House Republicans have proposed House Bill 1234, a bill to amend the Constitution of Pennsylvania to retain the current size of the Senate but to reduce the number of State Representatives from 203 to 153.
The Constitution of Pennsylvania calls for the following
process for an Amendment: Upon passage of the amendment by the General
Assembly, the Amendment is transmitted to two newspapers in every county for
publication by the Secretary of State.
The General Assembly must then pass the amendment again in the following
session and the Secretary of State has to publish the Amendment again. After the second passage and publication, the
question is placed to the voters on the first Primary, General, or Municipal
election to follow.If the electorate supports the Amendment, it will then go
into effect in the next session of the General Assembly following the 2020
Currently, there are approximately 62,900 people in each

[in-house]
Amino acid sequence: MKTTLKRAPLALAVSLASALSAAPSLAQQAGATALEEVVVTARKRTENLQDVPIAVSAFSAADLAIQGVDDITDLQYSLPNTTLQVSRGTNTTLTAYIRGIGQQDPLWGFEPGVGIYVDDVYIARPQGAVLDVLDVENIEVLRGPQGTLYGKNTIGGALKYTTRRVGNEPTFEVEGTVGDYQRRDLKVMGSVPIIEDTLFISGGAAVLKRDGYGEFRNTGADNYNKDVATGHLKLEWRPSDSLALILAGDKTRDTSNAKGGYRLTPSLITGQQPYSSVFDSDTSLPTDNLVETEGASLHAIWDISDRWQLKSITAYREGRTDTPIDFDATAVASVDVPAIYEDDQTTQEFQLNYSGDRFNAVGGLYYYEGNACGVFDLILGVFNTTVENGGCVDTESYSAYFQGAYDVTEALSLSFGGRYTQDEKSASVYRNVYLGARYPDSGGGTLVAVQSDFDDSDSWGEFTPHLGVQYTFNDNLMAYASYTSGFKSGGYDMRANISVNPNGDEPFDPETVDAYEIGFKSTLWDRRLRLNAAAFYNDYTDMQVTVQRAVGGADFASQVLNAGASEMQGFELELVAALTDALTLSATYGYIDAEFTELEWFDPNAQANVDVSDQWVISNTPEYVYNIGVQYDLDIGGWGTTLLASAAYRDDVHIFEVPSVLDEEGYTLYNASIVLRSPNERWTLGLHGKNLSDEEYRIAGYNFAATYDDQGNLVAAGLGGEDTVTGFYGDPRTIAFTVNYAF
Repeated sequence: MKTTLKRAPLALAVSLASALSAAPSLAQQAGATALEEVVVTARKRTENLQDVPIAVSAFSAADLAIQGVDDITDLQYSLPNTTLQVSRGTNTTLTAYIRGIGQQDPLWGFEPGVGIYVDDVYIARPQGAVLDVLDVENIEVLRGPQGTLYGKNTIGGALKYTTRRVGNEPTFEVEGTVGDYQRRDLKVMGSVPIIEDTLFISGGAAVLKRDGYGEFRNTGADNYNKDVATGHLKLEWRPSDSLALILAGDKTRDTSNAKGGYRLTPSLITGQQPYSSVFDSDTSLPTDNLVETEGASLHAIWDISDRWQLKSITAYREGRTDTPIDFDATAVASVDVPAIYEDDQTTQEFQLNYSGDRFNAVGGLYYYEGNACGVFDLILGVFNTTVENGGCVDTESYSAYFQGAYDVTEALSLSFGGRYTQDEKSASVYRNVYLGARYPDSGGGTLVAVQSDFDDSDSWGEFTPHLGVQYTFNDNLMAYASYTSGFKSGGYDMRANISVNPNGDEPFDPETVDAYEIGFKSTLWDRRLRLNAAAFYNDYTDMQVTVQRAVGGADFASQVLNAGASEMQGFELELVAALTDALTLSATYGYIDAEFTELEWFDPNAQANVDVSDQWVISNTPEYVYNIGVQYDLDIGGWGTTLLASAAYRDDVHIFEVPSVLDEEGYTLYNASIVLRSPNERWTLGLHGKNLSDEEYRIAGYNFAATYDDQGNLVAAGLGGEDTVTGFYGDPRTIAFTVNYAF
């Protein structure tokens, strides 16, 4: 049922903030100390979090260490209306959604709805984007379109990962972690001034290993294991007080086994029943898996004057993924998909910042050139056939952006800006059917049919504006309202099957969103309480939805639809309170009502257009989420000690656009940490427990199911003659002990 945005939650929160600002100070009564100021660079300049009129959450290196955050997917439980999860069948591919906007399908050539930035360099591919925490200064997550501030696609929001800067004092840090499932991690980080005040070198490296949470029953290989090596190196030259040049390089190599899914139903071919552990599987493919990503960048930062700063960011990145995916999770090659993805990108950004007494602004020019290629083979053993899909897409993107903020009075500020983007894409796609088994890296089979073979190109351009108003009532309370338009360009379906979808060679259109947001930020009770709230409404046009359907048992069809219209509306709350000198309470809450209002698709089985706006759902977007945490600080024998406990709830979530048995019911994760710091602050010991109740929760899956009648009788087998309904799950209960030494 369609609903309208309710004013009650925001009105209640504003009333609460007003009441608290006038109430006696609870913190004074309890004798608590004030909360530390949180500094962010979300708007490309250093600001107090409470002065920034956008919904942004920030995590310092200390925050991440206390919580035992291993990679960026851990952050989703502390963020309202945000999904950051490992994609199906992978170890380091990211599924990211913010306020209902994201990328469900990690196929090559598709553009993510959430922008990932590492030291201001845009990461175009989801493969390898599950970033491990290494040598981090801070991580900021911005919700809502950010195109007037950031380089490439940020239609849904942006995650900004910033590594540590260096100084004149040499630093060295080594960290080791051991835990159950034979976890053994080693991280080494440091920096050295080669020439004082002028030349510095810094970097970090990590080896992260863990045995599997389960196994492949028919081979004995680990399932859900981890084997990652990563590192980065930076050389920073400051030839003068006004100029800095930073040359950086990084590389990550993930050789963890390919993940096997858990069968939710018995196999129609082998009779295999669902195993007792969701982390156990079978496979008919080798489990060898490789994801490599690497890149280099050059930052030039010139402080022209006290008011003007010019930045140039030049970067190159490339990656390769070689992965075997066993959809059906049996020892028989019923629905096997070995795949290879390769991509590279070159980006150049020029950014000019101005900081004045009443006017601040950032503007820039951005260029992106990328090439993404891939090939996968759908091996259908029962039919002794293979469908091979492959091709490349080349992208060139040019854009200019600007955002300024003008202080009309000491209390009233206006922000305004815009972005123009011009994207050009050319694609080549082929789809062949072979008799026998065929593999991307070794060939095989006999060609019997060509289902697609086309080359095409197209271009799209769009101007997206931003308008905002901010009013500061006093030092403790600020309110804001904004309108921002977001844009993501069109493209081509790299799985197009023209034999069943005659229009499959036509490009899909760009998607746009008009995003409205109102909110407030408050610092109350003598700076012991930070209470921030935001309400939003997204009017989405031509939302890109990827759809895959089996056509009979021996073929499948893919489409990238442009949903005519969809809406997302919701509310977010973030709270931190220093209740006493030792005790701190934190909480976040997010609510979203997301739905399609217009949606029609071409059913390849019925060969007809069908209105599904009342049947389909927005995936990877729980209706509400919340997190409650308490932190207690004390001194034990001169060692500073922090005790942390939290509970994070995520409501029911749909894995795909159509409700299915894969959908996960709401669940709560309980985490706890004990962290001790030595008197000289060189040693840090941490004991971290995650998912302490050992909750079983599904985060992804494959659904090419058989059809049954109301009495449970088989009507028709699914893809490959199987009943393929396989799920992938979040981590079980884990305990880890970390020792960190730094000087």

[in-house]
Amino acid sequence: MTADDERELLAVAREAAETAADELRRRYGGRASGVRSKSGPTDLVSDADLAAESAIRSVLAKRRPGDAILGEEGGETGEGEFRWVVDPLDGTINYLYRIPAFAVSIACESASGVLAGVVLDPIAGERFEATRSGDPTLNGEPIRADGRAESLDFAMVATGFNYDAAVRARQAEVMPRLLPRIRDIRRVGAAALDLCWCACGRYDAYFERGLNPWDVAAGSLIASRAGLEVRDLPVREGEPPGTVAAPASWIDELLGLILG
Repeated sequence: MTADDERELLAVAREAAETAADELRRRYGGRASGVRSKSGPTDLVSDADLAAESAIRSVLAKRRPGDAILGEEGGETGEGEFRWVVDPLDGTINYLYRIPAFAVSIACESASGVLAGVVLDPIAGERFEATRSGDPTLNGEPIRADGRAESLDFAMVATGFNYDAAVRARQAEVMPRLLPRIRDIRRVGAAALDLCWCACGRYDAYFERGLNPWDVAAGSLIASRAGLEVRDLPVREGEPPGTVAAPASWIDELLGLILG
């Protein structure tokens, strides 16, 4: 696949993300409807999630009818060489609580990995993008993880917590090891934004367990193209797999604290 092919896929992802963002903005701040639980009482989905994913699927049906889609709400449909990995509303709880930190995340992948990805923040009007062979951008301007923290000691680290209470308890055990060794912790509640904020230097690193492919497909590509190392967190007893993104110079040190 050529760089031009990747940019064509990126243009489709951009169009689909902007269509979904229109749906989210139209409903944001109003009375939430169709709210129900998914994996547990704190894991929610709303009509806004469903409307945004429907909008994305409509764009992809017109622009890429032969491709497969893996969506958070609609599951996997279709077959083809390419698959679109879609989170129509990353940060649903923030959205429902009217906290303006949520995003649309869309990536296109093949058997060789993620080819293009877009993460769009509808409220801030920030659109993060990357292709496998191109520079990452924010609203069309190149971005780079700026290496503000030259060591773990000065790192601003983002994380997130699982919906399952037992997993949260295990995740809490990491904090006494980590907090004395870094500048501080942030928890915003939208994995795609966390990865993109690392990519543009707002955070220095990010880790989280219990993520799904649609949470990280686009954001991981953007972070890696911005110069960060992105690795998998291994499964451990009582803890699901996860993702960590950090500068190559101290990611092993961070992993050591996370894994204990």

legislative district. Assuming the
population remains the same in 2020, each member would represent about 20,000
more people than they current do.
Considering that members of Congress represent over 700,000 people per
district, this is entirely manageable and would produce a serious savings for
the taxpayers of Pennsylvania.
On the downside, it would make rural districts far more
Trying to pickup 20,000
people per district is relatively easy in a heavily populated area. In rural Pennsylvania, it could mean having
to add an entire county to a district to meet the population requirements.
Constituent service will be harder to achieve
in these areas.
This amendment should be passed, but rural
Pennsylvanians will need to apply serious pressure on House and Senate leaders
that comprise the reapportionment commission to ensure that their districts are
not drawn to be ridiculously expansive.
Republicans deserve credit for taking the lead on government reform in
the Commonwealth of Pennsylvania.